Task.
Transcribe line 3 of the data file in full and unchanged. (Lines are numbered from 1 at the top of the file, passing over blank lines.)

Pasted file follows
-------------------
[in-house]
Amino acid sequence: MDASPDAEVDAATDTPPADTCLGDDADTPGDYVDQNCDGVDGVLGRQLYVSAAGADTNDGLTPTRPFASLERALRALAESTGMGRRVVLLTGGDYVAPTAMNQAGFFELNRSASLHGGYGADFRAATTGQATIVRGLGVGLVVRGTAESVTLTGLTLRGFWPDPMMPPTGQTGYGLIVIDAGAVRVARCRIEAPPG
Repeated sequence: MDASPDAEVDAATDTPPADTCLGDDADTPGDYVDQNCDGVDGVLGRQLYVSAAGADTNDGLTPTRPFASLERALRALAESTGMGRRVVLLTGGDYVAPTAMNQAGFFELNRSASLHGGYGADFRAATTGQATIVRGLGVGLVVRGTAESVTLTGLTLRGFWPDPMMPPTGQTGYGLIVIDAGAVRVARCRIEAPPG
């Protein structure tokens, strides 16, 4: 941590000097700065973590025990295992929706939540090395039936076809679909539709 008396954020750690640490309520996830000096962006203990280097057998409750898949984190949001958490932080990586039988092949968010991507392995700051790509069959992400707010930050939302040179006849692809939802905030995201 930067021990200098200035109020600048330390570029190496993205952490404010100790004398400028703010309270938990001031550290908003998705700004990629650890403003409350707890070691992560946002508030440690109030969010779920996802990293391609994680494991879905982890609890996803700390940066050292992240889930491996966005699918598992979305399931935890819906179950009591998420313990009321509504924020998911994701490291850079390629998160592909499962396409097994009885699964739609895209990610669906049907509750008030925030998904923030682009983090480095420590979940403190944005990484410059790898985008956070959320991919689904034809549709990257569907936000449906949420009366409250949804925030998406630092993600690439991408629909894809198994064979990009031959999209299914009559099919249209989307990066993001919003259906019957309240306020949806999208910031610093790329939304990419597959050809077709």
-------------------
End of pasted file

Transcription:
Repeated sequence: MDASPDAEVDAATDTPPADTCLGDDADTPGDYVDQNCDGVDGVLGRQLYVSAAGADTNDGLTPTRPFASLERALRALAESTGMGRRVVLLTGGDYVAPTAMNQAGFFELNRSASLHGGYGADFRAATTGQATIVRGLGVGLVVRGTAESVTLTGLTLRGFWPDPMMPPTGQTGYGLIVIDAGAVRVARCRIEAPPG